A biopic on Malcolm X . . . where Spike Lee doesn’t know when to be quiet.  Really Spike Lee, did you need Nelson Mandela to hammer your point home after we see X shot a bajillion times?  Denzel Washington is good (of course), but watch Lee’s 25th Hour for something really great.

North by Northwest (1959)

"I'll inn- your -uendo anytime, Mr. Grant."North by Northwest (1959)

I had no idea that a mainstream Hollywood film could have so much sexual innuendo.  I was perpetually waiting for some super sexy music to cut in during the dialogue between Grant and Saint Marie.  Other notable comments: an abrupt ending which transitions directly from Mount Rushmore, straight into a Honeymoon train ride.  Also, you’ll notice any exterior scenes flip back and forth from being on location, to using a green screen (like those of The Daily Show correspondent reports). Something tells me this was the result of keeping dialogue in a studio where audio can be recorded easily, then cutting back to on location when no dialogue was occurring.  It’s interesting to consider how a film’s style is affected by technical issues.  Good little thriller though.

The Searchers (1956)

Since discovering Once Upon a Time in the West (1968) I’ve gone through recommended Westerns I missed during my youth [too busy watching films on TNT, like Night of the Living Dead (1990), The Lost Boys (1987), and The Shawshank Redemption (1994)].  So seeing The Searchers among all the other Westerns put it in perspective.  The film is noteworthy for John Wayne’s role as an anti-hero when he goes looking for girl kidnapped by “Indians” with a young buck who is part Native American himself.  Other than that, the acting and dialogue aren’t the finest.  If you’re new to Westerns, you need to see The Searchers, but I’d recommend High Noon (1952) for higher honors.

Unforgiven (1992)

Along with my comments on The Searchers, Unforgiven is praised for breaking from Western tradition and showing the true consequences of the killin’ life.  Interesting since Clint Eastwood directed Unforgiven, the guy who made killing look cool in the Leone and Dirty Harry films. See my blog entry on Eastwood’s penance for a lengthier treatise.

Flags of Our Fathers (2006)

And finally, this links up with Unforgiven not only due to Eastwood’s directorial role, but for the same act of deconstructing the genre’s mythos of war heroes.  At first, the look of the film might remind you of a tv movie, but I think that’s because Eastwood didn’t want to tart it up with grittiness like Saving Private Ryan (1998).  Better to stay away from stylization and let the film play out in our world, where colors continue to exist despite a war’s occurence.  Again, see my Eastwood blog entry for more.

The Scarlet Empress (1934)

If the earliest films you’ve seen are the Classical Hollywood Films during the Hays Code Era (such as North by Northwest), then this one will surprise you, as German director Josef von Sternberg spins the tale of Catherine the Great of Russia.  The film’s opening montage, in which young Catherine is receiving her education of Russian politics, we see nudity, torture, and beheadings (though on this we only see a man with an ax; the other items, we see it).  The set design of the Russian palace is just as grotesque (very German expressionist), but this little film is interesting for focusing on women, with Marlene Dietrich as the protagonist who has a vareity lover boys, and the tyrannical mother-in-law and ruler of Russia, Empress Petrovna.  Men are idiots or play things in this world and that is just as striking (in a good way) as the opening montage.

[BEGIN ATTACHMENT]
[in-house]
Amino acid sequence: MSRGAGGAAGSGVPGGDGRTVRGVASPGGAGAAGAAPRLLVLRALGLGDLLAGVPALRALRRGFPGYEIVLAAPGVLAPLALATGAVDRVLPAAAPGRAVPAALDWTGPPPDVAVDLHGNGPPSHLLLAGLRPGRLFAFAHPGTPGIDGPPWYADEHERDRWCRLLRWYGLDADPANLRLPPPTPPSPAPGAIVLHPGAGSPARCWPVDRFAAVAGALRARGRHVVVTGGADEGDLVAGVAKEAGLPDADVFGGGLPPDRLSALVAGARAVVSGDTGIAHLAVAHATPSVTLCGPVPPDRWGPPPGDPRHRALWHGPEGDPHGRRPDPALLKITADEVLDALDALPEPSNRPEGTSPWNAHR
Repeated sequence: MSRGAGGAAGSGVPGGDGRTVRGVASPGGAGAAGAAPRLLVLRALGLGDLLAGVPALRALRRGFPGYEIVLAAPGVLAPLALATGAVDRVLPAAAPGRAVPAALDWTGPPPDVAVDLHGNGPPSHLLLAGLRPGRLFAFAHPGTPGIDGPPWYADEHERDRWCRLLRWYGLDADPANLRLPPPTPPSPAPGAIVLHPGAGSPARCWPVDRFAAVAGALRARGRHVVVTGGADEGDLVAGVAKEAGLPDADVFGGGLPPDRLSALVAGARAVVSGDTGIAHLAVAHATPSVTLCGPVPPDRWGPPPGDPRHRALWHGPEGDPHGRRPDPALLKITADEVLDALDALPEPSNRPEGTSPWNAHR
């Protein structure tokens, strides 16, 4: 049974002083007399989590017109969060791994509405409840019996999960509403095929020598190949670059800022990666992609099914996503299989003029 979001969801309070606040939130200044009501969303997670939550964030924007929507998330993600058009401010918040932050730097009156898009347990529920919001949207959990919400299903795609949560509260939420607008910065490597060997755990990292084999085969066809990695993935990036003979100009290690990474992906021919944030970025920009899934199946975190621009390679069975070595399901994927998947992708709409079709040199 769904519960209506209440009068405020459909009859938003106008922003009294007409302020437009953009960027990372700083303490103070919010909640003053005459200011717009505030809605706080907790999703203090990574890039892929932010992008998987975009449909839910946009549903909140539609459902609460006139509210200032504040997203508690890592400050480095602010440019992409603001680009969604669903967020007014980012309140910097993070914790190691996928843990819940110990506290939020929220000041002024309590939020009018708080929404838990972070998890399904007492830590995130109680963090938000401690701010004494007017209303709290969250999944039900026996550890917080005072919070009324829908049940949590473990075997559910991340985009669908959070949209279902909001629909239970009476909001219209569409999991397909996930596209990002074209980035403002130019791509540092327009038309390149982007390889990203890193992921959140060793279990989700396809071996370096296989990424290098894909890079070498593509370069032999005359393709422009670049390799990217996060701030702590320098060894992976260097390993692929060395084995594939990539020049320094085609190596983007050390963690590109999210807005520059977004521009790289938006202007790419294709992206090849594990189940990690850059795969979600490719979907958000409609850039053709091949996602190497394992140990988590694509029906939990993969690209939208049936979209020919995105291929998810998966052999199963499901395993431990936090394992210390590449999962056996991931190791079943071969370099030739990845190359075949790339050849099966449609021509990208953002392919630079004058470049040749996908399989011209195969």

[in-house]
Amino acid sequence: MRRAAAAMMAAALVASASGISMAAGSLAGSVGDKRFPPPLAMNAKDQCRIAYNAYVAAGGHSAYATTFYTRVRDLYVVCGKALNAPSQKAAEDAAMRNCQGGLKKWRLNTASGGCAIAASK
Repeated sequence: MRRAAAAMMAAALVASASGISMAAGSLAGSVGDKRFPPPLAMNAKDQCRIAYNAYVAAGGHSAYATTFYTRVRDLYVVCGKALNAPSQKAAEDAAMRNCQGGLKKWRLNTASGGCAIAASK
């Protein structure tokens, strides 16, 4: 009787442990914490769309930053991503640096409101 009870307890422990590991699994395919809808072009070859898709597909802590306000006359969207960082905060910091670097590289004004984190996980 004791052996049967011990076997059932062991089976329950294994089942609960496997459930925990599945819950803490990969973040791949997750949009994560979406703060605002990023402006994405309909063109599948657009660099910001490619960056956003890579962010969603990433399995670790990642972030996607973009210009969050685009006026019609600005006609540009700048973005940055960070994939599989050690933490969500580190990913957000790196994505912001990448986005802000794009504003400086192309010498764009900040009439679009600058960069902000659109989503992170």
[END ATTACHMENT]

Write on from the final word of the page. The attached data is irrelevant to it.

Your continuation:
Planes, Trains & Automobiles (1987)

I hand wrote this review in class: Really funny, but the music designer pushed some scenes into homoerotic territory.  Also, it keeps moving between hilarious and overly dramatic.  It gets so dramatic in fact, that you reasonably expect Del (John Candy) to go in the bathroom, peel open his wrists up with a razor, and be discovered by Neal (Steve Martin) the next morning in a pool of his own blood; this of course occurring as a result of Neal’s ill temper toward Del and adding just another hurdle to Neal quest to get home.

I don’t know why, but I quite literally, laughed through the whole film.  I don’t laugh easy during comedies.  I don’t chuckle at the slightest provocation.  So it might have been due to the pacing: long lingering takes as another annoyance/tragedy plays out, and we feel Neal’s explosive reaction building up.  If the same events happened to Del, the nice chatty guy, it would be sad to see such repeated ailments befall such a nice guy.  But since we know Neal as a tight ass, we can rely on him to freak out and we have to laugh at him.  And in regard to the acting: John Candy can do real, subtle hurt; but Steve Martin does sadness like a second grade actor in the school play.

I thought this might have been John Hughes’ first film he wrote and directed, but imdb tells me this was one of his last major hits.  Surprising.  Certain parts were REALLY serious (only made worse by the music) and this change in tone felt awkwardly abrupt, not like Shaun of the Dead, which snaked its way through scary, sad, and funny with amazing finesse.  I’ve seen Hughes’ other notables, so I know he likes to take us through the funny and the serious, but this wasn’t as well done.

Despite this issue, I’d watch it again.  It was funny and that’s what I was expecting.

Complete Version of Metropolis Found

A few weeks ago I sat down to watch Fritz Lang’s most famous film, Metropolis (1927) and during the opening credits the titlecards commented on missing reels.

It seems the original 200+ minute version of the film, unseen since the premiere in 1927, surfaced in Argentina.  The link is to a website that published the article in 2008, but I found it in Empire Magazine, stating a DVD release of the original version in 2010.